Porter Airlines Was The Canadian Launch Customer Of The CSeries – Here’s Why It Doesn’t Fly The Plane

Porter Airlines is a niche Canadian carrier based out of Toronto’s Billy Bishop City Airport. The airline only operates Dash 8-400 aircraft. It should have been the Canadian launch customer of the Bombardier CSeries, now the A220. However, the airline never ended up taking any of the planes and continues to fly an all-turboprop fleet. Here’s why.

Porter Airlines CSeries
Porter Airlines was the Canadian launch customer of the Bombardier CSeries. Photo: Bombardier

Porter Airlines placed an order for the CSeries back in 2013

In December 2012, Porter Airlines signed a letter of intent with Bombardier for a number of CSeries aircraft. In April 2013, Porter and Bombardier reached an agreement and turned the letter of intent into a firm order.

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The 2013 order had a conditional purchase agreement for 12 CS100 planes, with options for up to 18 more CS100 jets. This order made Porter Airlines the Canadian launch customer of the CSeries.

At the time, the CSeries was Bombardier’s latest and greatest project. With the new CSeries, the planemaker was looking to make a splash with a larger, efficient, and highly competitive aircraft in the 100-150 seat market.

CSeries Porter
Mike Arcamone, President of Bombardier Commercial Aircraft and Robert Deluce, President and CEO of Porter, celebrating the new aircraft order. Photo: Bombardier

At the time, Robert Deluce, President and CEO of Porter Airlines, stated the following:

“Following an in-depth analysis of existing and re-engined aircraft, we have selected the all-new CS100 airliner for its flexibility and suitability for urban operations, including outstanding fuel efficiency and short airfield performance, as well as reduced sound and emissions. The aircraft fits perfectly into our business plans and growth strategy and we are also proud to be the Canadian launch customer for Bombardier’s CSeries aircraft.  We look forward to expanding our network with an all-Bombardier fleet of CS100 jetliners and Q400 turboprops – promoting greener, quieter flying.”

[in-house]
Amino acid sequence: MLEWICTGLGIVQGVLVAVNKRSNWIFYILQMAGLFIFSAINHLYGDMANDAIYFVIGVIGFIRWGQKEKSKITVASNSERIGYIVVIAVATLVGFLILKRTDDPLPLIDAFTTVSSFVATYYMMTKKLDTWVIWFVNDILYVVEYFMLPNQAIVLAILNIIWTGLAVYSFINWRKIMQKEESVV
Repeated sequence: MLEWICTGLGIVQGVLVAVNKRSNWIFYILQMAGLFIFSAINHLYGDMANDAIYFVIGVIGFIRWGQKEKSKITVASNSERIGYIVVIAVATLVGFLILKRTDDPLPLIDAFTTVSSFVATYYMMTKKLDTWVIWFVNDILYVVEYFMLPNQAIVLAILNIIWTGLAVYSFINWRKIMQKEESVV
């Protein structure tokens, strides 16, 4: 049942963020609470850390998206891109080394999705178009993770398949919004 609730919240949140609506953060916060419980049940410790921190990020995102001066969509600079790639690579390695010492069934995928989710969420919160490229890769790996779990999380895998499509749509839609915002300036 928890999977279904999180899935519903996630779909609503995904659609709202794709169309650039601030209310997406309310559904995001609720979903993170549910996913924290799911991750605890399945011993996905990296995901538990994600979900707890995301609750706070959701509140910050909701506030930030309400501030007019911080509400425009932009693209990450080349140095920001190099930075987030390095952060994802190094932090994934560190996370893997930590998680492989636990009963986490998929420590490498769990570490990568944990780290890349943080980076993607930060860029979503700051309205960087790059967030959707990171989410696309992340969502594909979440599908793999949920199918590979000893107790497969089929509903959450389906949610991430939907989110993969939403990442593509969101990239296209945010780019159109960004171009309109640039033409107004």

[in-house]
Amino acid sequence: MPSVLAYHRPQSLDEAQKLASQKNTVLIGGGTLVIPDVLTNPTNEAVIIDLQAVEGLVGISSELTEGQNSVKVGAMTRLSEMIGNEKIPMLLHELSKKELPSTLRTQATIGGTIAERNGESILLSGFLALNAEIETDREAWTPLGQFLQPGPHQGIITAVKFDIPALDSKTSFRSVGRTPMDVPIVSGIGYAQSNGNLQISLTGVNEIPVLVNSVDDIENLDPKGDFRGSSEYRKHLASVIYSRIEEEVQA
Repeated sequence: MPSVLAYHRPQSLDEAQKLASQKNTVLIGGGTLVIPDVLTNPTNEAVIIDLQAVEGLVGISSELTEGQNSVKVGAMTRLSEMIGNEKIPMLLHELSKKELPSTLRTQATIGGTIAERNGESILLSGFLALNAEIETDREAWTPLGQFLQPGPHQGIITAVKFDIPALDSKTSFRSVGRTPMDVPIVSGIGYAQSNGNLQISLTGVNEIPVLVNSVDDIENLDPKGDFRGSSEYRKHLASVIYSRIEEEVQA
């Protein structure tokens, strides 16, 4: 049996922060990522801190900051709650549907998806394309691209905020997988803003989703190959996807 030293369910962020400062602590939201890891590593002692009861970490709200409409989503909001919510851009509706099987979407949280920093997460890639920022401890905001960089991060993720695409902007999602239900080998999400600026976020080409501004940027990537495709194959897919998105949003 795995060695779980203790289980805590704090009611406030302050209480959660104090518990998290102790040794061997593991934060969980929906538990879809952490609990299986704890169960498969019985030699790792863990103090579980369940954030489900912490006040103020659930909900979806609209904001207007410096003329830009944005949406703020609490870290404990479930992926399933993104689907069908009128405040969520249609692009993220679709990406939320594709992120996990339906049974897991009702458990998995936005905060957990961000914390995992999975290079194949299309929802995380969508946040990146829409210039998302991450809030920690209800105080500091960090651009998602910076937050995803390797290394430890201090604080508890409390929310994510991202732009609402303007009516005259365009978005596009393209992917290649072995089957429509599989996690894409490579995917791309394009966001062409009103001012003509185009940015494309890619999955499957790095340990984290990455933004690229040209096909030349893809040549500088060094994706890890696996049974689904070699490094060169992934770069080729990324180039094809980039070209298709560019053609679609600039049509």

The order was conditional

The CSeries order was dependent on changes to operating restrictions at Billy Bishop Toronto City Airport (YTZ). YTZ is Porter’s main operating base and is a smaller airport compared to the main Toronto-Pearson (YYZ). Billy Bishop cannot receive jets like the Boeing 737 or even Embraer E175 due to a 1983 Tripartite Agreement that restricts the operation of jets to and from the airport.

Porter
Porter Airlines only flies Dash 8 turboprops. Photo: Getty Images

In order to handle the CSeries aircraft, Porter Airlines stated that the runways would have to be lengthened by just under 170 meters (or under 500 feet). This was on top of getting the political backing to amend the agreement to allow the CSeries to fly in and out of Billy Bishop.

Things did not fall in place

Now, in 2020, Porter Airlines still does not have any CSeries (now the Airbus A220s), and Billy Bishop Toronto City Airport remains closed to jets. Combined, this leaves Porter Airlines with its fleet of Dash 8-400 aircraft to fly in and out of the airport.

The Dash 8-400s, though a great plane, also have some limitations. They lack the range of the CSeries/A220. Theoretically, if Porter had taken on the CSeries, the carrier could have launched flights out to Calgary, Vancouver, Edmonton, or further extend its reach into the United States. The Dash 8-400s, cannot do many of those operations.

Porter Airlines Dash 8
While the Dash 8 is excellent for some missions, it has some disadvantages compared to the A220. Photo: Getty Images

Ultimately, for Porter to take on jets, the airline will need to wait for a government that is willing to take up the issue and make the necessary adjustments to Billy Bishop. That move, however, would likely irk Air Canada, which has its base of operations out of Toronto-Pearson. Billy Bishop is closer to downtown Toronto than Toronto-Pearson, which would benefit some business customers.

Do you want Porter Airlines to fly the Airbus A220 (formerly Bombardier CSeries)? Let us know in the comments!

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